Functional Morphology and Reaction to Stimuli in Two Classes of Echinoderms
Farnaz Anwar and Abby El-Shafei
Upon observation in Discovery Bay, sea stars and brittle stars have been most commonly found under rocks, or more specifically in the absence of light. Two of the classes of Echinoderms, Class Asteroidea and Class Ophiuroidea, are differentiated by the attachment of their arms relative to the central disk. Our research was brought about by our interest in the implications of the functional morphology for these classes of Echinoderms. We analyzed both to see if functional morphology would play a role in the total displacement of the organisms when presented with light, sunscreen, and a failed predator simulation. Each organism was placed at the origin of the experimental tank for a timed duration as it was presented with one of the aforementioned stimuli. The results support the idea that the difference in functional morphology of Class Asteroidea and Class Ophiuroidea play a role in their total displacement. More specifically, the functional morphology of Class Ophiuroidea gives the organisms of this class an advantage when movement is needed to avoid discomfort and predators. Moreover, if an organism has a larger mass, it is more probable that it will be able to move a farther distance than one with a smaller mass if given the same amount of time to do so.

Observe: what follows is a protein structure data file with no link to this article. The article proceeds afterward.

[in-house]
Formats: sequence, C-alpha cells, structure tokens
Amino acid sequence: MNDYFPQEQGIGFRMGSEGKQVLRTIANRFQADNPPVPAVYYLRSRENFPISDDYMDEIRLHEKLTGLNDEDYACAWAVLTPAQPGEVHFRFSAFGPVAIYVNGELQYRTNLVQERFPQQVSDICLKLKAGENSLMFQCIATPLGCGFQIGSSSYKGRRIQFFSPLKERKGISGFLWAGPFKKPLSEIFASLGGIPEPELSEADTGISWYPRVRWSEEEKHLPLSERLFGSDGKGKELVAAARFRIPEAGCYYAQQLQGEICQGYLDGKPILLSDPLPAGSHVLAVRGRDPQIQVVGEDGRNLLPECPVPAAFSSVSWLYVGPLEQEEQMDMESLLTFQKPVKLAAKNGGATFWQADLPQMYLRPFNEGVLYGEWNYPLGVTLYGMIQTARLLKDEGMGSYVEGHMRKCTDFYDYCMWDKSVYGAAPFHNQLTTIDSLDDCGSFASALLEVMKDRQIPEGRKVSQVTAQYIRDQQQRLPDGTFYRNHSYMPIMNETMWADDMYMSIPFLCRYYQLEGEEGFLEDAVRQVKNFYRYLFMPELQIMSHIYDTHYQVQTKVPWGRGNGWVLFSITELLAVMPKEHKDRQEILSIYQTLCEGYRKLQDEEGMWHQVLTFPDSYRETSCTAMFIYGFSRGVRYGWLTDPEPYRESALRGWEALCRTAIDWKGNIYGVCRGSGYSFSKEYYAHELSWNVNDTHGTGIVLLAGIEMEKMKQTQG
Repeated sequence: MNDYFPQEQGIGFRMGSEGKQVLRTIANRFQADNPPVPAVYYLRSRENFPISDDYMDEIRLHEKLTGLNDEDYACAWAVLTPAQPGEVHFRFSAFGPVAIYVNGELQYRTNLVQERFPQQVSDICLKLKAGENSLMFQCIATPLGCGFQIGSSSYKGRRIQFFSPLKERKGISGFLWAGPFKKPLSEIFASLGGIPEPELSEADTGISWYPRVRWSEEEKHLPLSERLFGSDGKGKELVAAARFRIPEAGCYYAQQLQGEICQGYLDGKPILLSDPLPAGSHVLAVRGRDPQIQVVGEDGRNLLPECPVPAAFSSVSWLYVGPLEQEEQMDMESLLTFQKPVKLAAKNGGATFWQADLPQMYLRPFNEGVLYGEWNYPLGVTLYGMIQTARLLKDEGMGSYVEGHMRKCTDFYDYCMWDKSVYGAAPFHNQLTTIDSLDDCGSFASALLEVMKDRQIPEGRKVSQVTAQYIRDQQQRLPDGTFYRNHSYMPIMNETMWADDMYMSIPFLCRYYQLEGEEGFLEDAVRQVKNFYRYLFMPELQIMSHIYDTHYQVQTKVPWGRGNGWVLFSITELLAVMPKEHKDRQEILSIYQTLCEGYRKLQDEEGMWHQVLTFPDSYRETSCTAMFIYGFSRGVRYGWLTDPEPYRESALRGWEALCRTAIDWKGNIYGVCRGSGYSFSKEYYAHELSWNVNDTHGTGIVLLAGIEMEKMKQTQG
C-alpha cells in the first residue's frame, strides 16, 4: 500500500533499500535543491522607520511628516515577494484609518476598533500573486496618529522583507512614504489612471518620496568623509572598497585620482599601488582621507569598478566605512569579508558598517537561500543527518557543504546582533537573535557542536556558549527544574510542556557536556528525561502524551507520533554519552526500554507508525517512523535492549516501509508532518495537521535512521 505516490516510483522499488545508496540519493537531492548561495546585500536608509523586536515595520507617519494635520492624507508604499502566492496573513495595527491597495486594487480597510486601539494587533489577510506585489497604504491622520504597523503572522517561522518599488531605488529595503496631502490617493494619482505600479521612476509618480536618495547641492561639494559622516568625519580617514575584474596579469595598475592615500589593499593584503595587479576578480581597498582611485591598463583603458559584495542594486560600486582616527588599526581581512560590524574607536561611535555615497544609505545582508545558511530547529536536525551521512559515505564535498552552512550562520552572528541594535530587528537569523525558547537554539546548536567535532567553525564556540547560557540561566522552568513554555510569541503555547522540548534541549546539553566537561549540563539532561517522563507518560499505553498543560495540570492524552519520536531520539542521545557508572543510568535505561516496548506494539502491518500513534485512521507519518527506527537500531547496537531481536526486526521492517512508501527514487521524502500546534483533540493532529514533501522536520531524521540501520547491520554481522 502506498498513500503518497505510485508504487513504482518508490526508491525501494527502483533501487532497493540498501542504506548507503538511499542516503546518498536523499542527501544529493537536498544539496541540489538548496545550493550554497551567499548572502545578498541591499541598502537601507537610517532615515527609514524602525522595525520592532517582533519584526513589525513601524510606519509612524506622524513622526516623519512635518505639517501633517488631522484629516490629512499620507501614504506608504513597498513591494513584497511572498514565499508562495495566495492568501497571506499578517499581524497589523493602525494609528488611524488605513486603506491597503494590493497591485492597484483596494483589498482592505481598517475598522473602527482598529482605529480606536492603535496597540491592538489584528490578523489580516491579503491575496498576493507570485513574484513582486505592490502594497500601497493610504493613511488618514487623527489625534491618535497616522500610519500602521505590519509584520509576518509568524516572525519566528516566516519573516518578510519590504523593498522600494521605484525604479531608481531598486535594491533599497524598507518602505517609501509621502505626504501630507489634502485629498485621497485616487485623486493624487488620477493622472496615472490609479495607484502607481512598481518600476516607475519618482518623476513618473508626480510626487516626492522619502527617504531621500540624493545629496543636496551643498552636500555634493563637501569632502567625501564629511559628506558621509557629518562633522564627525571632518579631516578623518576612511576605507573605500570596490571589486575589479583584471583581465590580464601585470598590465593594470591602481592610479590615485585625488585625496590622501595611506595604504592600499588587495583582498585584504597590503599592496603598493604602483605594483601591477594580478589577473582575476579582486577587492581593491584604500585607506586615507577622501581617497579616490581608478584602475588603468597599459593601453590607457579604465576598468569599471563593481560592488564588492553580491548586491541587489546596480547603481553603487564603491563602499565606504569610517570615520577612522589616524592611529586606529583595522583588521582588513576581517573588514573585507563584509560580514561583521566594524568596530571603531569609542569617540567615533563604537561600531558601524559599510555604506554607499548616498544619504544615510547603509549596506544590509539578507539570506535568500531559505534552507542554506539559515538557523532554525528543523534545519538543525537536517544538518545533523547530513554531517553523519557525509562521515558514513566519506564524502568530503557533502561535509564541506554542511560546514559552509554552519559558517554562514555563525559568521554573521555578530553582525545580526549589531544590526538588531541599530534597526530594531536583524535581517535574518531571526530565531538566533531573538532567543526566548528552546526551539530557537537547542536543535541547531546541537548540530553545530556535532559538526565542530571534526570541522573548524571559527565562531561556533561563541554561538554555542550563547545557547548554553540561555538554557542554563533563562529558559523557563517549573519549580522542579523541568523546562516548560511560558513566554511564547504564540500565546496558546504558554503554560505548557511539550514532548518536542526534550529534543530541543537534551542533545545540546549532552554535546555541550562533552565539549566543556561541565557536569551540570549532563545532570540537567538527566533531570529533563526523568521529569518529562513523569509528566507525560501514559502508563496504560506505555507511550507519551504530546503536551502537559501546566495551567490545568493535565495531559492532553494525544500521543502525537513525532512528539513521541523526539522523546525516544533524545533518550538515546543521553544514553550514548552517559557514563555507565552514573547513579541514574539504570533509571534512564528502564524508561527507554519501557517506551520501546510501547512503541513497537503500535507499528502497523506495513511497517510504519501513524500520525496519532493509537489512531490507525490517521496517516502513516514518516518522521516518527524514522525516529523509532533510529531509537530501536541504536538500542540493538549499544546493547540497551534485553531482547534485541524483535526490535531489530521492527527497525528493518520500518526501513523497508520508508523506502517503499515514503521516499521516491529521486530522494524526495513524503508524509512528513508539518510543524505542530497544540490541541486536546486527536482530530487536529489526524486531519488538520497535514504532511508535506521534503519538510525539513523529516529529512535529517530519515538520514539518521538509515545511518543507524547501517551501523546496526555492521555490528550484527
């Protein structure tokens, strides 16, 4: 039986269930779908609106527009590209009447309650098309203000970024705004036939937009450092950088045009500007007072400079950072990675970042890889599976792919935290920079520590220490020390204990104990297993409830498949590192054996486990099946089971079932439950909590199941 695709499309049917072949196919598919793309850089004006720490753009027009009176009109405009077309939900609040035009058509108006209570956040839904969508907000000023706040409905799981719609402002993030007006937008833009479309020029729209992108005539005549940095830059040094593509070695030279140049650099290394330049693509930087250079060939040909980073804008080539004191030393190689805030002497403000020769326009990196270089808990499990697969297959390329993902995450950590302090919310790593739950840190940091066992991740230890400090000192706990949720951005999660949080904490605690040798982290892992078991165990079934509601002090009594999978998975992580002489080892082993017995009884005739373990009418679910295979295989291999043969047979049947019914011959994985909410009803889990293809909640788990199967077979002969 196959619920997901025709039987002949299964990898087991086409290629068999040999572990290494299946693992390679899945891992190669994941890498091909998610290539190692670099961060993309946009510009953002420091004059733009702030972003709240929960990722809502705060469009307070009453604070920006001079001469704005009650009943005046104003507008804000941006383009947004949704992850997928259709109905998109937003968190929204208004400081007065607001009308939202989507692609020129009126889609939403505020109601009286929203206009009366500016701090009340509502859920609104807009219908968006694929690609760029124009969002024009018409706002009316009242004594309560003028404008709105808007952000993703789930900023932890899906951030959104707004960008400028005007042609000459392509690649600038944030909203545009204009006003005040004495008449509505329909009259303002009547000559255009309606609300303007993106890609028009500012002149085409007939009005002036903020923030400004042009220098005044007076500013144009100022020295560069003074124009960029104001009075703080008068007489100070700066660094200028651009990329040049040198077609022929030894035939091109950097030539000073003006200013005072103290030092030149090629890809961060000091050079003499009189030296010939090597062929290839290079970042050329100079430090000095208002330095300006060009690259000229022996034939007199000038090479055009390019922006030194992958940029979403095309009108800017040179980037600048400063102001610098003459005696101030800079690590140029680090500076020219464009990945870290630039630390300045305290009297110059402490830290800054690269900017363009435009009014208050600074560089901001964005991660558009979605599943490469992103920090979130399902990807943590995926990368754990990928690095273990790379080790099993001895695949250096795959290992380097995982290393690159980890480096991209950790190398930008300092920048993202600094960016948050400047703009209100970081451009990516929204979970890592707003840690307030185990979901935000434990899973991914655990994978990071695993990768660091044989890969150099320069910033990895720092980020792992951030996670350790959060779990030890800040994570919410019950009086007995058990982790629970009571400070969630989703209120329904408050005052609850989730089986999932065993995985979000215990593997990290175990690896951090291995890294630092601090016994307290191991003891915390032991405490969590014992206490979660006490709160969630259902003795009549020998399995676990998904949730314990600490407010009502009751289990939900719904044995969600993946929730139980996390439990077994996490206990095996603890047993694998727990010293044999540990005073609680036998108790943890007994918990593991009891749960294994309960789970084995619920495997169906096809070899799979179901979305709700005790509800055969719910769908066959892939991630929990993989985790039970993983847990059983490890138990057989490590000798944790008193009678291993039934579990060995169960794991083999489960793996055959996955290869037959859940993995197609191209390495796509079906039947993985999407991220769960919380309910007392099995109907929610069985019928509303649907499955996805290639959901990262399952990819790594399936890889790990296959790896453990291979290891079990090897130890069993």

Organisms of the Class Asteroidea and Class Ophiuroidea found in Discovery Bay.